Etoiles shine for charity in Montreal.
"There's no dishonor in this--it's a numbers game," Melnikoff says of the waiting list. "They are invited to the show as guests who are also prepared to dance if necessary."
The three-hour event is tightly programmed, and competition to get onstage is fierce. Melnikoff chooses participants for their status as well as for the works they will present. The guest dancers take class and mix with those on the official program, never knowing until the last minute if they will appear onstage. Their presence in the audience is a form of insurance for the gala, since injuries and other last-minute problems are always possible.
Former Boston Ballet soloist Daniel Meja, for example, tried twice to perform at the gala but was sidelined both times with injuries. In 1989, Les Grands Ballets Canadiens's Kenneth Larson danced in Meja's place when Meja broke a big toe. The following year Ballet de Monte Carlo's Frederic Olivieri substituted when the ill-fated Meja broke his leg at the dress rehearsal.
Occasionally, dancers attend as guests one year and join the cast the next. Boston Ballet principal Jennifer Gelfand, for instance, stayed out of the limelight in 1988 but has danced every year since. American Ballet Theatre soloist Leslie Browne watched the perennially sold-out show in 1989 and performed the following year.
Melnikoff is careful to avoid suggesting that these stars were considered mere replacements. "They are not second-stringers. It is not a question of talent. To get one of these people to agree to be on a reserve list is really something." He emphasizes that space on the program is limited and frequently the very best have to sit out from time to time.
After Montreal, Melnikoff often takes his moveable feast to other cities, inviting some of the guests at the Place des Arts to perform on tour. He will take this year's show to Budapest and is making plans to bring the gala to Atlanta in 1996.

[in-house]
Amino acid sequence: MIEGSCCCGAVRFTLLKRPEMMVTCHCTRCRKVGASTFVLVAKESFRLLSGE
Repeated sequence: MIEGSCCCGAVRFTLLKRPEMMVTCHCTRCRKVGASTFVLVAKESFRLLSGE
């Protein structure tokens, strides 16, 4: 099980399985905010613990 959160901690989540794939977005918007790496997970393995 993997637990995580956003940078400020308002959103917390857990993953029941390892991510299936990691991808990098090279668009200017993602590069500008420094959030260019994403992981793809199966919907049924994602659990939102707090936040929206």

Each year the gala benefits a different children's charity. This year's show will aid the Telethon for Research into Children's Diseases, which sold seven hundred of the 3,000 tickets available for $250 each. Gala organizers have set aside a minimum of one hundred $15 tickets for students, who, as usual, will cram the last rows in the theater to ooh and aah the stars.
This year's gala will include the premiere of a duet choreographed by New York City Ballet principal Damian Woetzel and set to music of Alexander Glazunov. Woetzel will perform the piece with National Ballet of Canada's Margaret Illmann. Other stars will represent Ballet Flamenco Antonio Canales, Ballet National de Marseille, Bolshoi Ballet, Boston Ballet, Donetsk Ballet, Les Grands Ballets Canadiens, Het Nationale Ballet, Kirov Ballet, National Ballet of Canada, National Ballet of Hungary, Paris Opera Ballet, Royal Winnipeg Ballet, and San Francisco Ballet, as well as independents Fernando Bujones and Margie Gillis.
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|Title Annotation:||Gala des Etoiles benefit performance for children's charities, Montreal, Canada, Aug 27, 1994, features major dance artists|
|Date:||Aug 1, 1994|
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